In summary, anyone who has grade II or III ptosis of the nipple (nipple-areola complex at or below the level of the inframammary fold) may be a candidate for a breast lift procedure. Pseudoptosis (glandular ptosis) may also be corrected at the time of breast lift surgery. It is also very important that breast lift candidates are healthy, do not smoke, maintain a stable weight and have realistic goals and discuss them with their plastic surgeon prior to surgery.
Women planning to have children are advised to postpone surgery, since pregnancy and nursing can counteract a breast lift’s effects by stretching the skin. Mastopexy does not affect breast size. There may or may not be improvement in upper breast fullness depending on your anatomy and tissue quality. Women who desire larger, smaller or more rounded breasts may want to consider a breast augmentation together with a breast lift or breast reduction (the design of which always includes a breast lift) instead of a breast lift alone.
Mastopexy may be performed in a hospital, an outpatient surgery center or a surgeon’s office-based facility. It is usually done on an outpatient basis under general anesthesia, and lasts from one and a half to two and a half hours. There are several types of incision methods that can be used when performing a breast lift. The technique a surgeon chooses depends on the patient’s breast size, shape, degree of sagging, size and position of the nipples, amount of excess skin, and skin quality.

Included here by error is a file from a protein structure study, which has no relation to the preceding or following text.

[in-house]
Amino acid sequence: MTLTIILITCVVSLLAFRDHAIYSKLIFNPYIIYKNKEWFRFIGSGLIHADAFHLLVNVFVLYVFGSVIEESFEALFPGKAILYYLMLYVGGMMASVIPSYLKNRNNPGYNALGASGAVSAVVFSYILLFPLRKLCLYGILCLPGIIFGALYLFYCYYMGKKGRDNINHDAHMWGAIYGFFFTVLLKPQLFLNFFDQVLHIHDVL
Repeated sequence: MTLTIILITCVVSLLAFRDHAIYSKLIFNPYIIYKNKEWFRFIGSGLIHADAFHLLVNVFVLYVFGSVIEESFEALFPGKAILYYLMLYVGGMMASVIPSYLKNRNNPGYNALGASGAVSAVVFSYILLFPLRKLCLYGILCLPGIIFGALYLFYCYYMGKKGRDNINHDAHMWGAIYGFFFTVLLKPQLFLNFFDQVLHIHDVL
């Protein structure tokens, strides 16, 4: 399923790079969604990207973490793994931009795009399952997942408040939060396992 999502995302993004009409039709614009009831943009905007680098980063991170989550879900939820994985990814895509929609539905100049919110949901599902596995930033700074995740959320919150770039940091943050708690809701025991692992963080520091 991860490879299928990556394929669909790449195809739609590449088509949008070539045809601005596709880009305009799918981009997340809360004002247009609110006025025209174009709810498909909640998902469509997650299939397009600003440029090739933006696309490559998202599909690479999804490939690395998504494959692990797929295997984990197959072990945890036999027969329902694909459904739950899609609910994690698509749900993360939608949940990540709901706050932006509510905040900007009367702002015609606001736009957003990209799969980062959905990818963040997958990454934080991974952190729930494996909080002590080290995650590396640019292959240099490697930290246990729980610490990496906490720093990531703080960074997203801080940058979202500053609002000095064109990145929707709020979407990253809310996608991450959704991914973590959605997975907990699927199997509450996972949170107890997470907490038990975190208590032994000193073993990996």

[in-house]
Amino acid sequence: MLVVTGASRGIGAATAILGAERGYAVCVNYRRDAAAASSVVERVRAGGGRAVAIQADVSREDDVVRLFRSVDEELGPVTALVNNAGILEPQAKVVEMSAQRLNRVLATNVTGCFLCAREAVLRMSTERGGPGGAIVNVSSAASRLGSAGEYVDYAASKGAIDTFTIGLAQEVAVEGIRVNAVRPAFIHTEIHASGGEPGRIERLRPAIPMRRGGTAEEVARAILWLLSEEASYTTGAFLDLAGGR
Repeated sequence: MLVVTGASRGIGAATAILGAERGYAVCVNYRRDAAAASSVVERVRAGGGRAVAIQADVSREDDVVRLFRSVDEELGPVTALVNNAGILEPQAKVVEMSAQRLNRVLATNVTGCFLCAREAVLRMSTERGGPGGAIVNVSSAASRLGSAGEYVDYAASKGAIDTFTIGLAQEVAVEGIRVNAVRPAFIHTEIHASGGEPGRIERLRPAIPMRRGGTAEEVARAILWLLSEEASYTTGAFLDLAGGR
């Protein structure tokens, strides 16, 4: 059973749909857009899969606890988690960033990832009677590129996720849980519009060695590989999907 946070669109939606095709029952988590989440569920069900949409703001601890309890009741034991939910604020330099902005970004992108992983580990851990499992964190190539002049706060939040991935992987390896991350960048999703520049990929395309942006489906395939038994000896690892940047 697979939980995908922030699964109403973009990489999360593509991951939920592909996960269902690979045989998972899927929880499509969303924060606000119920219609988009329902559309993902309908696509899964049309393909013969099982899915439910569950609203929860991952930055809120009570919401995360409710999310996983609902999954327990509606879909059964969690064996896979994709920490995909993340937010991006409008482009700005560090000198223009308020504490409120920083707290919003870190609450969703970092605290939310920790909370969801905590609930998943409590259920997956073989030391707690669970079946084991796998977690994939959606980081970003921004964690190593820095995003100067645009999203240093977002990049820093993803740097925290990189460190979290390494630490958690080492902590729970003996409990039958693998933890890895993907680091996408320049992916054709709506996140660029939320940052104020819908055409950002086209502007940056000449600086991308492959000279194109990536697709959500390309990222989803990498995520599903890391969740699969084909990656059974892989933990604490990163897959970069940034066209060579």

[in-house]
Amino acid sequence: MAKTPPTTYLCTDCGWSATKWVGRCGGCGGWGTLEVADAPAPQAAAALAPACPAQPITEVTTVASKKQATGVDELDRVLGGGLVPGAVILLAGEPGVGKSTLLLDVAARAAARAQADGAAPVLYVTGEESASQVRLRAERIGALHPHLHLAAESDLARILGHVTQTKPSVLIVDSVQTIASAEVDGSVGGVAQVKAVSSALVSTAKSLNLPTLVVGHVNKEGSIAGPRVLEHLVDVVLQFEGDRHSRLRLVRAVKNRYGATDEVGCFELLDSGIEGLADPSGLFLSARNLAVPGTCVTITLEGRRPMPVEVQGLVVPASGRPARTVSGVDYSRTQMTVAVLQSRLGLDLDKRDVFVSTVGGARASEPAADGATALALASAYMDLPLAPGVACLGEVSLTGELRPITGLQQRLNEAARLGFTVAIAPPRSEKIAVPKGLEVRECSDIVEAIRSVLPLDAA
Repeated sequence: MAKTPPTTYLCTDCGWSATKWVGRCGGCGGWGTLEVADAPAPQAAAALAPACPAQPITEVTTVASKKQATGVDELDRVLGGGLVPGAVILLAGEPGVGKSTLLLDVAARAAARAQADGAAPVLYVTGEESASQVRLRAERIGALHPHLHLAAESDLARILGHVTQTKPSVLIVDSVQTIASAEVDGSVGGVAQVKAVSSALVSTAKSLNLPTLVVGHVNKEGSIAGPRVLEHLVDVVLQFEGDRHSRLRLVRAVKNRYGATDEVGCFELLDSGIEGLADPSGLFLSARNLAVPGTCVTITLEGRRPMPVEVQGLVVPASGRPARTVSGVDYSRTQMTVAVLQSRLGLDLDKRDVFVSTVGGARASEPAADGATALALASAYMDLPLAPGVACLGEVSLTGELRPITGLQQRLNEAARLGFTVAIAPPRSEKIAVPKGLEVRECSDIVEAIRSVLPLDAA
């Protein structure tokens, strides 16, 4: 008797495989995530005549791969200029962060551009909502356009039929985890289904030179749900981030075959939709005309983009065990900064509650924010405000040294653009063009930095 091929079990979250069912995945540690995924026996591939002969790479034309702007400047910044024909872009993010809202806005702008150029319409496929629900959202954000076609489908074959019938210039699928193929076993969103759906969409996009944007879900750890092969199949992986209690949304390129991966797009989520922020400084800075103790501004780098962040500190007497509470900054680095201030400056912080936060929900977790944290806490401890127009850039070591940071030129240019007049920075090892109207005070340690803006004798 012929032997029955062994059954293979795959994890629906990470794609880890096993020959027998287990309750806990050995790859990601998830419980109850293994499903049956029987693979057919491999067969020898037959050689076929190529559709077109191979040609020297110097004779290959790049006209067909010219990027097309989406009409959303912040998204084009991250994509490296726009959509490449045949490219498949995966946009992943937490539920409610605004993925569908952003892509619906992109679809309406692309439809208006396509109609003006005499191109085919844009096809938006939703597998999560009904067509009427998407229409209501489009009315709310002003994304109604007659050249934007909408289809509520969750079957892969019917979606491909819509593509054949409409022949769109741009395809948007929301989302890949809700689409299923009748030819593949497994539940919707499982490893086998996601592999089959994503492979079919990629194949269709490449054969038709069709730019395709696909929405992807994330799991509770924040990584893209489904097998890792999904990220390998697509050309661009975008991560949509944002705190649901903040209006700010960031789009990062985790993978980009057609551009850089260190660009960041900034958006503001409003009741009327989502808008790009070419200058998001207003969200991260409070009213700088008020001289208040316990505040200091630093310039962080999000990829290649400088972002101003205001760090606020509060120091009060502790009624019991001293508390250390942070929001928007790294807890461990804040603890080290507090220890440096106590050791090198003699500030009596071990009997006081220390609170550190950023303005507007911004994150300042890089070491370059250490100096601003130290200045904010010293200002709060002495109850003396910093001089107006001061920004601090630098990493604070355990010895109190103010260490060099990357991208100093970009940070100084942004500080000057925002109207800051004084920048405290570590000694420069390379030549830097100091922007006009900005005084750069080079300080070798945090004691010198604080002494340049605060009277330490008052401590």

All breast lift procedures involve an incision encircling the areola. The three most common incision types are two rings around the areola in a doughnut shape (small-incision mastopexy, generally only recommended for patients with small breasts and minimal sagging); around the areola and from the 6 o’clock position on the areola to the lower breast crease (lollipop shaped scar) and in the more extreme cases of drooping, a lollipop incision with an additional half-moon incision along the breast crease (anchor shaped scar) is required. However, using current short scar techniques, this is becoming less common.
In all cases, breast lift surgery begins with administration of anesthesia or IV sedation. The surgeon makes the necessary incisions, and then he or she lifts and reshapes the breast tissue into its new, rejuvenated contour. He or she moves the nipple and areola higher on the breast and removes extra skin around the perimeter if the areola is enlarged. Finally, the surgeon trims the excess breast skin that resulted from poor elasticity. Stitches layered deep throughout the breast tissue support the lifted breasts. When the mastopexy is complete, the skin is closed with stitches, tissue adhesive and/or surgical tape. Some of the incisions are hidden in the breast crease. Others will be visible. All scars will mature with time.